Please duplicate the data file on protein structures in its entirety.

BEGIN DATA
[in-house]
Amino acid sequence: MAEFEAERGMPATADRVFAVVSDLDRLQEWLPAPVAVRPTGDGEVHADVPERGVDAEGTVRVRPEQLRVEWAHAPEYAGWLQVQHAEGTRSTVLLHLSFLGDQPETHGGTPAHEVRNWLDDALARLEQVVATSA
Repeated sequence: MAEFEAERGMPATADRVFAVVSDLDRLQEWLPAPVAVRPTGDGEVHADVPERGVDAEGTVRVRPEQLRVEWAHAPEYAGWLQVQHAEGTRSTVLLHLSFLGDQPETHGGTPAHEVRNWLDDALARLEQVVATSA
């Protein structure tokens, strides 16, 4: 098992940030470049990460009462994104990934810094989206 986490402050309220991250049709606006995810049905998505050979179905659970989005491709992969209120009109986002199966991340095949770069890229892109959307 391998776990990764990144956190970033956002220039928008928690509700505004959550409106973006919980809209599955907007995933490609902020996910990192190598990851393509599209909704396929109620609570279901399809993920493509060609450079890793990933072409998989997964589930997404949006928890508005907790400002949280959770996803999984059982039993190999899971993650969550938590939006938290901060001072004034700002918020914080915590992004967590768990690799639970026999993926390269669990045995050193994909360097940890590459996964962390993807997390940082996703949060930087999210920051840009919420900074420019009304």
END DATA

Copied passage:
[in-house]
Amino acid sequence: MAEFEAERGMPATADRVFAVVSDLDRLQEWLPAPVAVRPTGDGEVHADVPERGVDAEGTVRVRPEQLRVEWAHAPEYAGWLQVQHAEGTRSTVLLHLSFLGDQPETHGGTPAHEVRNWLDDALARLEQVVATSA
Repeated sequence: MAEFEAERGMPATADRVFAVVSDLDRLQEWLPAPVAVRPTGDGEVHADVPERGVDAEGTVRVRPEQLRVEWAHAPEYAGWLQVQHAEGTRSTVLLHLSFLGDQPETHGGTPAHEVRNWLDDALARLEQVVATSA
């Protein structure tokens, strides 16, 4: 098992940030470049990460009462994104990934810094989206 986490402050309220991250049709606006995810049905998505050979179905659970989005491709992969209120009109986002199966991340095949770069890229892109959307 391998776990990764990144956190970033956002220039928008928690509700505004959550409106973006919980809209599955907007995933490609902020996910990192190598990851393509599209909704396929109620609570279901399809993920493509060609450079890793990933072409998989997964589930997404949006928890508005907790400002949280959770996803999984059982039993190999899971993650969550938590939006938290901060001072004034700002918020914080915590992004967590768990690799639970026999993926390269669990045995050193994909360097940890590459996964962390993807997390940082996703949060930087999210920051840009919420900074420019009304």